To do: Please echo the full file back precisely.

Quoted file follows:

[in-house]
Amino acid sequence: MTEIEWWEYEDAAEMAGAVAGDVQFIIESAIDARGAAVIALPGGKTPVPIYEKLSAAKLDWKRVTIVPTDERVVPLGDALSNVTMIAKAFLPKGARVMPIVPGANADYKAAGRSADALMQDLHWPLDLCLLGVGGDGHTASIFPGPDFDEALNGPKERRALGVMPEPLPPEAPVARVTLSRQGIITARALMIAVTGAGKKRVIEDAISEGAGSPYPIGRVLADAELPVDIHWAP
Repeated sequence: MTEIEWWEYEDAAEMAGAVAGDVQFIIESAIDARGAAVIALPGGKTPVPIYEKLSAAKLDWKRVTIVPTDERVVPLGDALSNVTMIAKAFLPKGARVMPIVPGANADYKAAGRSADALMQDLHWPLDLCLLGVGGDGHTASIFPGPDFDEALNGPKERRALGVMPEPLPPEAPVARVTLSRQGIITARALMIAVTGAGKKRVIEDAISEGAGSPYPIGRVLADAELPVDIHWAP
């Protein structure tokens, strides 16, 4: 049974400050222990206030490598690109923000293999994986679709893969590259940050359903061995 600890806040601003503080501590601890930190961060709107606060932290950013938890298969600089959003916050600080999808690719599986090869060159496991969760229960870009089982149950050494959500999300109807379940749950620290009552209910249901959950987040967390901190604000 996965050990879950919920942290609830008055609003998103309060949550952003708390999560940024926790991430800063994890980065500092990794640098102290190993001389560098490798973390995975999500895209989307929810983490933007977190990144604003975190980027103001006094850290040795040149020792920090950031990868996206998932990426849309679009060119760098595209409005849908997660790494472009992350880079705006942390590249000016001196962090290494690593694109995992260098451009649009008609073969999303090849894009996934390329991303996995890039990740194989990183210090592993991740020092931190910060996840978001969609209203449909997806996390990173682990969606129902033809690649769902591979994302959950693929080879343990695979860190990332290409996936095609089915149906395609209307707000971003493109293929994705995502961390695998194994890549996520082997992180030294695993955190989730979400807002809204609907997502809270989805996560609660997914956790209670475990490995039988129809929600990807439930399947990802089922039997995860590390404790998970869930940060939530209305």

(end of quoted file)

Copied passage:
[in-house]
Amino acid sequence: MTEIEWWEYEDAAEMAGAVAGDVQFIIESAIDARGAAVIALPGGKTPVPIYEKLSAAKLDWKRVTIVPTDERVVPLGDALSNVTMIAKAFLPKGARVMPIVPGANADYKAAGRSADALMQDLHWPLDLCLLGVGGDGHTASIFPGPDFDEALNGPKERRALGVMPEPLPPEAPVARVTLSRQGIITARALMIAVTGAGKKRVIEDAISEGAGSPYPIGRVLADAELPVDIHWAP
Repeated sequence: MTEIEWWEYEDAAEMAGAVAGDVQFIIESAIDARGAAVIALPGGKTPVPIYEKLSAAKLDWKRVTIVPTDERVVPLGDALSNVTMIAKAFLPKGARVMPIVPGANADYKAAGRSADALMQDLHWPLDLCLLGVGGDGHTASIFPGPDFDEALNGPKERRALGVMPEPLPPEAPVARVTLSRQGIITARALMIAVTGAGKKRVIEDAISEGAGSPYPIGRVLADAELPVDIHWAP
């Protein structure tokens, strides 16, 4: 049974400050222990206030490598690109923000293999994986679709893969590259940050359903061995 600890806040601003503080501590601890930190961060709107606060932290950013938890298969600089959003916050600080999808690719599986090869060159496991969760229960870009089982149950050494959500999300109807379940749950620290009552209910249901959950987040967390901190604000 996965050990879950919920942290609830008055609003998103309060949550952003708390999560940024926790991430800063994890980065500092990794640098102290190993001389560098490798973390995975999500895209989307929810983490933007977190990144604003975190980027103001006094850290040795040149020792920090950031990868996206998932990426849309679009060119760098595209409005849908997660790494472009992350880079705006942390590249000016001196962090290494690593694109995992260098451009649009008609073969999303090849894009996934390329991303996995890039990740194989990183210090592993991740020092931190910060996840978001969609209203449909997806996390990173682990969606129902033809690649769902591979994302959950693929080879343990695979860190990332290409996936095609089915149906395609209307707000971003493109293929994705995502961390695998194994890549996520082997992180030294695993955190989730979400807002809204609907997502809270989805996560609660997914956790209670475990490995039988129809929600990807439930399947990802089922039997995860590390404790998970869930940060939530209305």